The Journal of Physical Chemistry C 05/2015; 119(24):150526191240006. DOI:10.1021/acs.jpcc.5b01395 · 4.77 Impact Factor
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    Fan Yang · Dehui Deng · Xiulian Pan · Qiang Fu · Xinhe Bao
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    ABSTRACT: Catalysis, as a key and enabling technology, plays an increasingly important role in fields ranging from energy, environment and agriculture to health care. Rational design and synthesis of highly efficient catalysts has become the ultimate goal of catalysis research. Thanks to the rapid development of nanoscience and nanotechnology, and in particular a theoretical understanding of the tuning of electronic structure in nanoscale systems, this element of design is becoming possible via precise control of nanoparticles’ composition, morphology, structure and electronic states. At the same time, it is important to develop tools for in-situ characterization of nanocatalysts under realistic reaction conditions, and for monitoring the dynamics of catalysis with high spatial, temporal and energy resolution. In this review, we discuss confinement effects in nanocatalysis, a concept that our group has put forward and developed over several years. Taking the confined catalytic systems of carbon nanotubes (CNTs), metal-confined nano-oxides, and two-dimensional (2D) layered nano-catalysts as examples, we summarize and analyze the fundamental concepts, the research methods and some of the key scientific issues involved in nanocatalysis. Moreover, we present a perspective on the challenges and opportunities in future research on nanocatalysis from the aspects of: 1) controlled synthesis of nano-catalysts and rational design of catalytically active centers; 2) in-situ characterization of nanocatalysts and dynamics of catalytic processes; 3) computational chemistry with a complexity approximating that of experiments; and 4) scale-up and commercialization of nanocatalysts.
    05/2015; 2(2). DOI:10.1093/nsr/nwv024
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    ABSTRACT: A series of phosphates is investigated as additives to improve the stability of the electrolyte for vanadium flow battery (VFB). Two selected additives show positive effect on the stability of electrolytes under ex-situ stability tests and in situ flow cell experiments. The effects of additives on electrolyte are studied by Nuclear magnetic resonance (NMR), X-ray diffraction (XRD), Raman spectroscopy, Cyclic voltammetry (CV), Electrochemical impedance spectroscopy (EIS) and charge–discharge test. The results show that a VFB using the electrolyte with NH4H2PO4additive demonstrates significantly improved redox reaction reversibility and activity, and higher energy efficiency. In addition, the cell employing the electrolyte with NH4H2PO4 exhibits a charge capacity fading rate much slower than the cell without additives during the cycling at high temperature. These results indicate that the phosphate additives are highly beneficial to improving the stability and reliability of VFB.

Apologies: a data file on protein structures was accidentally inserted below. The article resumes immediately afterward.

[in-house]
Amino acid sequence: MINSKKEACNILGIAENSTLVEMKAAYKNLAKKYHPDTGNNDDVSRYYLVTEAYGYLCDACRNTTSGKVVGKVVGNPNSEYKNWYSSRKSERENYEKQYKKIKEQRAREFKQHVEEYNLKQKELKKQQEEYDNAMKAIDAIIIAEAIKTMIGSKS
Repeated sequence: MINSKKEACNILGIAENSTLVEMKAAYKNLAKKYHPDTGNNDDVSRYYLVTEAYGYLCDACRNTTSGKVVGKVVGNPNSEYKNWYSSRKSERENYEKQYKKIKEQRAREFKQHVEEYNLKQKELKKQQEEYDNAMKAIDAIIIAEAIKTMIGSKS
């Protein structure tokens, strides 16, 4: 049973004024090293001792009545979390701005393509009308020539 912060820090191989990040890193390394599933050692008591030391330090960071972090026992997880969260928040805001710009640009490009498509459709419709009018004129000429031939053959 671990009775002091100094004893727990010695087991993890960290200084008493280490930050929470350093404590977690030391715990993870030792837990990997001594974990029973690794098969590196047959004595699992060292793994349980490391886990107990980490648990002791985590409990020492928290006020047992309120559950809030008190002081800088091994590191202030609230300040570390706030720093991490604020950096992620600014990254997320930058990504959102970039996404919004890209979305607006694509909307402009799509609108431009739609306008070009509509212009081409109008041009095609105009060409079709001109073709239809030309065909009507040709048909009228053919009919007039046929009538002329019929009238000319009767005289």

Electrochimica Acta 05/2015; 164. DOI:10.1016/j.electacta.2015.02.187 · 4.50 Impact Factor
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    ABSTRACT: Silica-supported catalysts for the conversion of ethanol to 1,3-butadiene were investigated. The combination of Hf(IV) and Zn(II) resulted in a stable, active, and selective catalyst in which the Zn(II) effectively suppressed the dehydration activity of Hf(IV); the catalyst preparation method plays a crucial role. Using the crystalline Zn-silicate hemimorphite as an alternative Zn(II) source proved to be even more successful in suppressing ethanol dehydration.Keywords: 1,3-butadiene; ethanol; zinc silicate; hemimorphite; heterogeneous catalysis; silica impregnation
    ACS Catalysis 04/2015; 5(6):150424100944007. DOI:10.1021/acscatal.5b00376 · 9.31 Impact Factor
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    ABSTRACT: In heterogeneous catalysis molecule-metal interaction is often modulated through structural modifications at the surface or under the surface of the metal catalyst. Here, we suggest an alternative way towards this modulation by placing a two-dimensional (2D) cover on the metal surface. As an illustration, CO adsorption on Pt(111) surface has been studied under 2D hexagonal boron nitride (h-BN) overlayer. Dynamic imaging data from surface electron microscopy and in-situ surface spectroscopic results under near ambient pressure conditions confirm that CO molecules readily intercalate monolayer h-BN sheets on Pt(111) in CO atmosphere but desorb from the h-BN/Pt(111) interface even around room temperature in ultrahigh vacuum. The interaction of CO with Pt has been strongly weakened due to the confinement effect of the h-BN cover, and consequently CO oxidation at the h-BN/Pt(111) interface was enhanced thanks to the alleviated CO poisoning effect.